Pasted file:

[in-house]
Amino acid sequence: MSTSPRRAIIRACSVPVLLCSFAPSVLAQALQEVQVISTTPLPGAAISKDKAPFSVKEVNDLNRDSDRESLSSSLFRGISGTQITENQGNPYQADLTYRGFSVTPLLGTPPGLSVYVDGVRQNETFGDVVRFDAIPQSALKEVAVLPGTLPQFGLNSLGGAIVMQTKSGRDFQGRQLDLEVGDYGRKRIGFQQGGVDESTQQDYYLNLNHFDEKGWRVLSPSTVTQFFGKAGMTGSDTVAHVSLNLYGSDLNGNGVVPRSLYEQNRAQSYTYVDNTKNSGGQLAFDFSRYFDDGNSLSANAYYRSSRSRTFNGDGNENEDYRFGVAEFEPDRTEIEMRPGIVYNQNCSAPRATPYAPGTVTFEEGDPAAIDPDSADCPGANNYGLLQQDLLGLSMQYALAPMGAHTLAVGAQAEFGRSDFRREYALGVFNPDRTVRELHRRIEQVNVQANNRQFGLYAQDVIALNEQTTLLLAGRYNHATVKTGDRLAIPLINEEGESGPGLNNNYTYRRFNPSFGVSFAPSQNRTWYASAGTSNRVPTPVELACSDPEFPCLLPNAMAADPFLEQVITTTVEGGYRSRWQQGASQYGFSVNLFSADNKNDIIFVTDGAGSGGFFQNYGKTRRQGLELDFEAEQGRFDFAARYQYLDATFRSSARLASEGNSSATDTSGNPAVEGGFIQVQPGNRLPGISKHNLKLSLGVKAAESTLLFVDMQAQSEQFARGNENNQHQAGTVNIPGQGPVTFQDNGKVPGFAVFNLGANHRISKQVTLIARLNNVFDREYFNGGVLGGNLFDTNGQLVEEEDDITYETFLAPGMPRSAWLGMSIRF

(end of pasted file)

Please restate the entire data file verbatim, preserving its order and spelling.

[in-house]
Amino acid sequence: MSTSPRRAIIRACSVPVLLCSFAPSVLAQALQEVQVISTTPLPGAAISKDKAPFSVKEVNDLNRDSDRESLSSSLFRGISGTQITENQGNPYQADLTYRGFSVTPLLGTPPGLSVYVDGVRQNETFGDVVRFDAIPQSALKEVAVLPGTLPQFGLNSLGGAIVMQTKSGRDFQGRQLDLEVGDYGRKRIGFQQGGVDESTQQDYYLNLNHFDEKGWRVLSPSTVTQFFGKAGMTGSDTVAHVSLNLYGSDLNGNGVVPRSLYEQNRAQSYTYVDNTKNSGGQLAFDFSRYFDDGNSLSANAYYRSSRSRTFNGDGNENEDYRFGVAEFEPDRTEIEMRPGIVYNQNCSAPRATPYAPGTVTFEEGDPAAIDPDSADCPGANNYGLLQQDLLGLSMQYALAPMGAHTLAVGAQAEFGRSDFRREYALGVFNPDRTVRELHRRIEQVNVQANNRQFGLYAQDVIALNEQTTLLLAGRYNHATVKTGDRLAIPLINEEGESGPGLNNNYTYRRFNPSFGVSFAPSQNRTWYASAGTSNRVPTPVELACSDPEFPCLLPNAMAADPFLEQVITTTVEGGYRSRWQQGASQYGFSVNLFSADNKNDIIFVTDGAGSGGFFQNYGKTRRQGLELDFEAEQGRFDFAARYQYLDATFRSSARLASEGNSSATDTSGNPAVEGGFIQVQPGNRLPGISKHNLKLSLGVKAAESTLLFVDMQAQSEQFARGNENNQHQAGTVNIPGQGPVTFQDNGKVPGFAVFNLGANHRISKQVTLIARLNNVFDREYFNGGVLGGNLFDTNGQLVEEEDDITYETFLAPGMPRSAWLGMSIRF